Artists always have materials they just can’t use—but they’re hungry for bargains on the things they do need. That was the inspiration for the Art Material Market, Saturday’s collaboration between the Torpedo Factory Art Center, the Torpedo Factory Artists’ Association, and the Art League—a first-of-its-kind event that proved to be a huge success.
According to Richard Johnson, TFAC Director of Operations, around 4,000 people visited the Torpedo Factory during the Art Material Market—one-third more than the crowd on a typical Saturday in August. “It was a happy, convivial day for all,” says TFAA President Tanya Davis. “Great turnout, steady traffic—just fabulous.”
Artists sought out the vendors who set up shop on the main floor—and, thanks to a handy-dandy map, they also tracked down bargains in 20 studios. Pastel sets! Tripods! A light box! A vintage Land camera! Frames! A grab-bag of fabric! One visiting museum curator working on a show about a serigraphy artist got an impromptu printmaking demo—and reportedly found discounted serigraphy tools to take back to her office.
On Facebook, mixed-media artist Wendy Sittner raved about the deals she found, including tubes of Golden paints for 50 cents each. Other local artists who set up a dealer’s table were equally pleased with the day. “It was a well-organized event, with interested consumers the entire time,” says portrait artist LeAnn Kalita. “I sold plenty of items that I no longer have use for, at fire-sale prices. They now have new homes and I have clean shelves—a win-win for everyone!”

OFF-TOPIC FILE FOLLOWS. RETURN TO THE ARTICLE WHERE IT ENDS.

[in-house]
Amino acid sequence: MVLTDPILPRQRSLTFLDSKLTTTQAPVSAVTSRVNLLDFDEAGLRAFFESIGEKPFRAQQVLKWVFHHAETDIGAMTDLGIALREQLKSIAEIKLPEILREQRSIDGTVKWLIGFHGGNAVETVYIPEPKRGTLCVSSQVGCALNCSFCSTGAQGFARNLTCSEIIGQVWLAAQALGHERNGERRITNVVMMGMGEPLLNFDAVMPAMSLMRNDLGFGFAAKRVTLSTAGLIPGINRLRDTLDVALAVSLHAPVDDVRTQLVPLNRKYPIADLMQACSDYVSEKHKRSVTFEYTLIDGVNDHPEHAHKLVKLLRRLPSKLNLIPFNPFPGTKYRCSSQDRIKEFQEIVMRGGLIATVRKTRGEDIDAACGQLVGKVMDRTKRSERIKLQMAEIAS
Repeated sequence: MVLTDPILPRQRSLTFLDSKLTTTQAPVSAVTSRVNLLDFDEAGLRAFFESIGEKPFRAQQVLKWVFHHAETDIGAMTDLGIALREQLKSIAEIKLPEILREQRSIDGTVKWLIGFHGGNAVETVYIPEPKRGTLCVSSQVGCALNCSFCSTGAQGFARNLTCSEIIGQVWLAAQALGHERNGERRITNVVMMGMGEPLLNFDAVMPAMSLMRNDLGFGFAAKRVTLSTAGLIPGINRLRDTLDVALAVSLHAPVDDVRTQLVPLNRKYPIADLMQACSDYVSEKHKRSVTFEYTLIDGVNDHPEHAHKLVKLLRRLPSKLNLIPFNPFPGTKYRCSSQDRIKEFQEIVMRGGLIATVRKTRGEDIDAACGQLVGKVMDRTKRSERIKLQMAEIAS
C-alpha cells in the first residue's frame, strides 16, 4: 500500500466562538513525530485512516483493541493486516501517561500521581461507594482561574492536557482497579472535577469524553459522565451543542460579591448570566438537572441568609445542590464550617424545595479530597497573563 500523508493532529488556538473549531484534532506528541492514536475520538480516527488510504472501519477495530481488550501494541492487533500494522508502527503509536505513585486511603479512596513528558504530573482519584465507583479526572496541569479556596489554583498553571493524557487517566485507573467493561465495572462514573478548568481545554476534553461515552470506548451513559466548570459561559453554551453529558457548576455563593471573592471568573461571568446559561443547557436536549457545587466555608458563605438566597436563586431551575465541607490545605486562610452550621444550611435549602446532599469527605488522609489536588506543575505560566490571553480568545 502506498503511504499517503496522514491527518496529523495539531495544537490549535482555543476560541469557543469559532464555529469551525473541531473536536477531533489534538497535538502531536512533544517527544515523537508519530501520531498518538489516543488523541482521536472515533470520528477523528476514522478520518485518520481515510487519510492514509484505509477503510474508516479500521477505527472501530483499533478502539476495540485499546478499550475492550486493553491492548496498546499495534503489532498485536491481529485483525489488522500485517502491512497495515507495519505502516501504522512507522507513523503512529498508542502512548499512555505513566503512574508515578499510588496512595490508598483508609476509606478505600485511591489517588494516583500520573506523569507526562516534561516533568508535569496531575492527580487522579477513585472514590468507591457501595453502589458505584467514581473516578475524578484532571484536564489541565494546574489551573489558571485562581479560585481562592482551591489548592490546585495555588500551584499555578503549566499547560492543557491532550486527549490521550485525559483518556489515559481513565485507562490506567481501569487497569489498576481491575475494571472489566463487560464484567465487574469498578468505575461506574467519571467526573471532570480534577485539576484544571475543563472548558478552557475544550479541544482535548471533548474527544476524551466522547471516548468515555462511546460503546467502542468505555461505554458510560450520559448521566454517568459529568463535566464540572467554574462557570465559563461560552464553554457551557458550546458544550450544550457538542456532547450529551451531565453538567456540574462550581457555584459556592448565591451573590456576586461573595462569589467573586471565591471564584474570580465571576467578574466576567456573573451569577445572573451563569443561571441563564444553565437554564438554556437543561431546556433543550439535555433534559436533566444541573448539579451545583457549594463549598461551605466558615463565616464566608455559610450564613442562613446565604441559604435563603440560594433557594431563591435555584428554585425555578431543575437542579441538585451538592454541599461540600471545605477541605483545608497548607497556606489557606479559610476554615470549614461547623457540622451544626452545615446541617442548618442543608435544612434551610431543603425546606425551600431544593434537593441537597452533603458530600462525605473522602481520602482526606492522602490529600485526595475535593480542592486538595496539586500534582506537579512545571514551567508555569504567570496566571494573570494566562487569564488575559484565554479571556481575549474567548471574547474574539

It was, above all, an afternoon for outreach. We greeted local artists, from students to professionals, and reminded them that they’re always welcome in our studios—even as their presence reminded us of our responsibility to the larger D.C.-area arts scene. We all made wonderful new connections; Rosemary Covey tells us she chatted with several vendors and plans to follow up with them.
Torpedo Factory jewelry maker Dawn Benedetto, who sold nearly “two carloads of stuff,” called the event “crazy great” and praised the opportunity to donate useful materials to the T.C. Williams and West Potomac High School art programs. “Anything I hadn’t sold and didn’t want to bring home found its way to the donation pile,” she says. “I kept it out of the landfill and out of my basement.”
In tough economic times, the Art Material Market emphasized two truths that every artist knows: It’s always a blast to meet other local artists, and there’s hidden value in everything.
“I sold all the bags of my hand-dyed silk scraps, lots of yarn, a labeling machine, and all of my silkscreen frames,” says fiber and glass artist Cindy Brandt. “I hope this becomes an annual event.”